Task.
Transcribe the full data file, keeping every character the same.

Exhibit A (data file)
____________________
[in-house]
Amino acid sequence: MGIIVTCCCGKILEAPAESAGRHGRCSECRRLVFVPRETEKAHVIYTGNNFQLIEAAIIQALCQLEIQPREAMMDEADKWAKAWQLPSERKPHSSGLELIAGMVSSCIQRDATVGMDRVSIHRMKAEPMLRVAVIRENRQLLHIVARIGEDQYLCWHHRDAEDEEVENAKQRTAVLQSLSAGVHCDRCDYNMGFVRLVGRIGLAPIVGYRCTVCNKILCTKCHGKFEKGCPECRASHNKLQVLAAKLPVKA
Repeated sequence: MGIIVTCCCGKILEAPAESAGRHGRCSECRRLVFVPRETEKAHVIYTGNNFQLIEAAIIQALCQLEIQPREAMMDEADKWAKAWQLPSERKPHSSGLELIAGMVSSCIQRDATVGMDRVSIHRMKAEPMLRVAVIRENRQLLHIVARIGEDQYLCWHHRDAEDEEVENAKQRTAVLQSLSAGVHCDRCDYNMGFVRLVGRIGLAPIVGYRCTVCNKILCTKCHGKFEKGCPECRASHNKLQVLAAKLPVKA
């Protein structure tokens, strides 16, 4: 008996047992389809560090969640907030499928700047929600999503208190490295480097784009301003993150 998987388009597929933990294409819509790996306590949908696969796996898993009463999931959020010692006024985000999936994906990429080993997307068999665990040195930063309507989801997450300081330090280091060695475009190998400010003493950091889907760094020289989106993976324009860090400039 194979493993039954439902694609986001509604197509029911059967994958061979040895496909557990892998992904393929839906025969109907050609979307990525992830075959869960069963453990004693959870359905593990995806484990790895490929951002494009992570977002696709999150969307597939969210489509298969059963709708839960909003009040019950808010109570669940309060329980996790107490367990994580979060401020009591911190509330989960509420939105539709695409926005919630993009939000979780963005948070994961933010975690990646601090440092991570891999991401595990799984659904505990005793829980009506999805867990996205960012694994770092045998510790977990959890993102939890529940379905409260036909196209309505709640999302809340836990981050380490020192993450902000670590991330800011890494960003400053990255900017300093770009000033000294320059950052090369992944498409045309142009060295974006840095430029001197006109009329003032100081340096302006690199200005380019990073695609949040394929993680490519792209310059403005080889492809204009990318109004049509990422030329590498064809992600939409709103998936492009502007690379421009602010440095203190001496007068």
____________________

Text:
[in-house]
Amino acid sequence: MGIIVTCCCGKILEAPAESAGRHGRCSECRRLVFVPRETEKAHVIYTGNNFQLIEAAIIQALCQLEIQPREAMMDEADKWAKAWQLPSERKPHSSGLELIAGMVSSCIQRDATVGMDRVSIHRMKAEPMLRVAVIRENRQLLHIVARIGEDQYLCWHHRDAEDEEVENAKQRTAVLQSLSAGVHCDRCDYNMGFVRLVGRIGLAPIVGYRCTVCNKILCTKCHGKFEKGCPECRASHNKLQVLAAKLPVKA
Repeated sequence: MGIIVTCCCGKILEAPAESAGRHGRCSECRRLVFVPRETEKAHVIYTGNNFQLIEAAIIQALCQLEIQPREAMMDEADKWAKAWQLPSERKPHSSGLELIAGMVSSCIQRDATVGMDRVSIHRMKAEPMLRVAVIRENRQLLHIVARIGEDQYLCWHHRDAEDEEVENAKQRTAVLQSLSAGVHCDRCDYNMGFVRLVGRIGLAPIVGYRCTVCNKILCTKCHGKFEKGCPECRASHNKLQVLAAKLPVKA
């Protein structure tokens, strides 16, 4: 008996047992389809560090969640907030499928700047929600999503208190490295480097784009301003993150 998987388009597929933990294409819509790996306590949908696969796996898993009463999931959020010692006024985000999936994906990429080993997307068999665990040195930063309507989801997450300081330090280091060695475009190998400010003493950091889907760094020289989106993976324009860090400039 194979493993039954439902694609986001509604197509029911059967994958061979040895496909557990892998992904393929839906025969109907050609979307990525992830075959869960069963453990004693959870359905593990995806484990790895490929951002494009992570977002696709999150969307597939969210489509298969059963709708839960909003009040019950808010109570669940309060329980996790107490367990994580979060401020009591911190509330989960509420939105539709695409926005919630993009939000979780963005948070994961933010975690990646601090440092991570891999991401595990799984659904505990005793829980009506999805867990996205960012694994770092045998510790977990959890993102939890529940379905409260036909196209309505709640999302809340836990981050380490020192993450902000670590991330800011890494960003400053990255900017300093770009000033000294320059950052090369992944498409045309142009060295974006840095430029001197006109009329003032100081340096302006690199200005380019990073695609949040394929993680490519792209310059403005080889492809204009990318109004049509990422030329590498064809992600939409709103998936492009502007690379421009602010440095203190001496007068």